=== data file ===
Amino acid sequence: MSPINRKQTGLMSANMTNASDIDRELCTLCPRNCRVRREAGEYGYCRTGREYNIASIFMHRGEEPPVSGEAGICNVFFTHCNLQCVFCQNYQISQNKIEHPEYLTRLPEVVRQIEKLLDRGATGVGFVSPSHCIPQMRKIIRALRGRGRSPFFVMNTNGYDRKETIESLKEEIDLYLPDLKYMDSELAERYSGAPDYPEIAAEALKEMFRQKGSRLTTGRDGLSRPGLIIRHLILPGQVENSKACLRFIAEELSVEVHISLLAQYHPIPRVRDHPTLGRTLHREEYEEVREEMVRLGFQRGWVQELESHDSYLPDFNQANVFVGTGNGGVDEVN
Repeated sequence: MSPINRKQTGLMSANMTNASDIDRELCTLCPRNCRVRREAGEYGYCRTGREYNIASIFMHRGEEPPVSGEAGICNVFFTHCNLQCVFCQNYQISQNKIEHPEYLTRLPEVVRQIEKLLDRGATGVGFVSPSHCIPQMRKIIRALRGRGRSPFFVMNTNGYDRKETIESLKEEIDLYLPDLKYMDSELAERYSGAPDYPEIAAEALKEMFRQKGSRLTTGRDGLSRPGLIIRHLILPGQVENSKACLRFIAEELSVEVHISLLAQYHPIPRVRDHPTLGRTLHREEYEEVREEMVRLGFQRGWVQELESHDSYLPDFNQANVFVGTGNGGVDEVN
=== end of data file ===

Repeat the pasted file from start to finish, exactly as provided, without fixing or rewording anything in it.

Amino acid sequence: MSPINRKQTGLMSANMTNASDIDRELCTLCPRNCRVRREAGEYGYCRTGREYNIASIFMHRGEEPPVSGEAGICNVFFTHCNLQCVFCQNYQISQNKIEHPEYLTRLPEVVRQIEKLLDRGATGVGFVSPSHCIPQMRKIIRALRGRGRSPFFVMNTNGYDRKETIESLKEEIDLYLPDLKYMDSELAERYSGAPDYPEIAAEALKEMFRQKGSRLTTGRDGLSRPGLIIRHLILPGQVENSKACLRFIAEELSVEVHISLLAQYHPIPRVRDHPTLGRTLHREEYEEVREEMVRLGFQRGWVQELESHDSYLPDFNQANVFVGTGNGGVDEVN
Repeated sequence: MSPINRKQTGLMSANMTNASDIDRELCTLCPRNCRVRREAGEYGYCRTGREYNIASIFMHRGEEPPVSGEAGICNVFFTHCNLQCVFCQNYQISQNKIEHPEYLTRLPEVVRQIEKLLDRGATGVGFVSPSHCIPQMRKIIRALRGRGRSPFFVMNTNGYDRKETIESLKEEIDLYLPDLKYMDSELAERYSGAPDYPEIAAEALKEMFRQKGSRLTTGRDGLSRPGLIIRHLILPGQVENSKACLRFIAEELSVEVHISLLAQYHPIPRVRDHPTLGRTLHREEYEEVREEMVRLGFQRGWVQELESHDSYLPDFNQANVFVGTGNGGVDEVN